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Don Cheadle’s Deep American Roots
In 2008 the actor discovered his family’s stunning and sad connection to Native Americans as part of the genealogy project African American Lives.
By: Henry Louis Gates Jr. | Posted: May 26, 2011 at 11:03 AM
The Chickasaw people cannot see any reason or just cause why they should be required to do more for their freed slaves than the white people have done for theirs. It was by the example and teaching of the white man that we purchased at enormous prices their slaves and used their labor and was forced by the result of their war to liberate our slaves at a great loss and sacrifice on our part and we do not hold or consider our nation responsible for their present situation.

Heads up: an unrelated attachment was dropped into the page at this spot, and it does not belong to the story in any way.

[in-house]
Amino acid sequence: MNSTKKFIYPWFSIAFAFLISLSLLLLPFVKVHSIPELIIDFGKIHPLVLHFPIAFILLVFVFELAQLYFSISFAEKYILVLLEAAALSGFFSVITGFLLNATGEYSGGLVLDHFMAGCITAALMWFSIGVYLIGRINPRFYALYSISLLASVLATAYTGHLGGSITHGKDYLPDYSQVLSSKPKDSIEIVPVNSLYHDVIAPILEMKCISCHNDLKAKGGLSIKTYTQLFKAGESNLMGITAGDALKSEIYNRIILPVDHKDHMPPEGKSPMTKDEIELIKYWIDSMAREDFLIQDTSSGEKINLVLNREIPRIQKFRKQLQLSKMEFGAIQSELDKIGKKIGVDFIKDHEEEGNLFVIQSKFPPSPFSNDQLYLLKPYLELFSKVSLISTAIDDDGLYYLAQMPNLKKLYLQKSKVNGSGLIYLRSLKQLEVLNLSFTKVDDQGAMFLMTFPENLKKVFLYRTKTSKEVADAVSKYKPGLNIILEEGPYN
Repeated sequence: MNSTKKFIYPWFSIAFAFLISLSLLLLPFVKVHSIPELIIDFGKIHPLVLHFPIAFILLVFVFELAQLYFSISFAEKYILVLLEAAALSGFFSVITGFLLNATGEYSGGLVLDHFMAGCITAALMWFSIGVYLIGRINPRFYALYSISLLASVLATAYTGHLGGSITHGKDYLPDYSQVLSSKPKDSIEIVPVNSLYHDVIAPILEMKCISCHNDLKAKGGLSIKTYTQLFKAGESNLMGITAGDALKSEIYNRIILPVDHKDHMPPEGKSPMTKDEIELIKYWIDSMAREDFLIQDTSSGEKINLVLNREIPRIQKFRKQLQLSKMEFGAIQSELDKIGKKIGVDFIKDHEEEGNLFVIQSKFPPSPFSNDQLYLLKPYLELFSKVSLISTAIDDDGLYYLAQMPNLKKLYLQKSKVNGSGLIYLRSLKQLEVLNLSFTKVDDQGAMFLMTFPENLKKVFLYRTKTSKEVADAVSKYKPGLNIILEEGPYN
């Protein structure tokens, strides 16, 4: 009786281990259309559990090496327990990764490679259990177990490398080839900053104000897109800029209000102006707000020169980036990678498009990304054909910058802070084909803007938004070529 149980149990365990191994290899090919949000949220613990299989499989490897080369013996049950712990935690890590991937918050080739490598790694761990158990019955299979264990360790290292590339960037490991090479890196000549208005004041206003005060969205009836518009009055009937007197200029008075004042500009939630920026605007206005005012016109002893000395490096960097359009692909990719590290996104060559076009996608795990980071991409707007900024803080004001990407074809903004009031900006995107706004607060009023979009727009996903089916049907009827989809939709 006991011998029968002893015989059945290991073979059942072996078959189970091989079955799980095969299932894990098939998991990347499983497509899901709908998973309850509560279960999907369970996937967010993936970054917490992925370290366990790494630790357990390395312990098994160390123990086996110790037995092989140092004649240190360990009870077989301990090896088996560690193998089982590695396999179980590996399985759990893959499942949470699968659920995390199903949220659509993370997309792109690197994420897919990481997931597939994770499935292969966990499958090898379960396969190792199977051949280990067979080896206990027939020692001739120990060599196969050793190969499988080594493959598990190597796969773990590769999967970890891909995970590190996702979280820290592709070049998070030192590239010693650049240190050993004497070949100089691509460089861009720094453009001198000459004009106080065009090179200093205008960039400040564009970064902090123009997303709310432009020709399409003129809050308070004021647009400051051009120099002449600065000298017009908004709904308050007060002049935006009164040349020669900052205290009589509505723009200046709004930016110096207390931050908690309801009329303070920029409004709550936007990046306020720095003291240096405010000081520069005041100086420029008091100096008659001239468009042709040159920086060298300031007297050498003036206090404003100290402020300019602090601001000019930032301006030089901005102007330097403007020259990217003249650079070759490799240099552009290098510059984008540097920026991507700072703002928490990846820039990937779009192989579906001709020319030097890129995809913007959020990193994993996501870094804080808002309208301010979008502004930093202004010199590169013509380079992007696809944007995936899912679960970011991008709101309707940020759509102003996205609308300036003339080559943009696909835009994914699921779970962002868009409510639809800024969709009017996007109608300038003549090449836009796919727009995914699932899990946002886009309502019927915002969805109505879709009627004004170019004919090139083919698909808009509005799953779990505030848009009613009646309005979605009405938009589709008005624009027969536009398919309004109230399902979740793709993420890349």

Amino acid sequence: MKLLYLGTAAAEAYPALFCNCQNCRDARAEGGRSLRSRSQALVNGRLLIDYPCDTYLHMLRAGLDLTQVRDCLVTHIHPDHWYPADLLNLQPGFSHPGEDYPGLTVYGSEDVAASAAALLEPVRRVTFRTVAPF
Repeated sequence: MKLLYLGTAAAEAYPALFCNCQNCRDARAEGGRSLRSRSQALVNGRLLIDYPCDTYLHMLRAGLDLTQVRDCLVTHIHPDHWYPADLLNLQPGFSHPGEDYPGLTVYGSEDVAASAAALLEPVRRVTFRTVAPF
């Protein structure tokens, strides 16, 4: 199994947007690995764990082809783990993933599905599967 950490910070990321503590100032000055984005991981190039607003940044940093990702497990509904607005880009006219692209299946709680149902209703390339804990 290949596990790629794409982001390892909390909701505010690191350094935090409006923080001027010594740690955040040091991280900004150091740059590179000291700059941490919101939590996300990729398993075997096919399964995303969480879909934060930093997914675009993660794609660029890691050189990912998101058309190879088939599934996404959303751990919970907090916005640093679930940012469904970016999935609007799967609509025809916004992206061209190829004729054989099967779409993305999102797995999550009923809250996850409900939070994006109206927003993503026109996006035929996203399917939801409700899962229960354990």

Donald Frank Cheadle Jr. was born on Nov. 29, 1964, in Kansas City, Mo. His family had roots there going back several generations. “Kansas City was where all my cousins, aunts, uncles and grandparents were,” he said. “We lived close to each other.”
Don was lucky enough to grow up knowing his paternal great-grandmother, Clennie Carroll, who was born in Blackwater, Mo., in 1886. “My great-grandmother lived to be 107. She was just a stone’s throw from slavery. And she had real acuity. She was very, very smart, very aware of everything. I had a personal relationship with somebody who was a generation away from it.”
His family moved from Kansas City when Don was still a child. His father, Donald Cheadle Sr., a clinical psychologist, was pursuing an academic career and moved from the university to university before settling at the University of Denver.
Don says he became aware of race after they left Kansas City. “Everybody was black in Kansas City,” he said. “When we started moving around — especially when we got to Nebraska — it got pretty eclectic racially.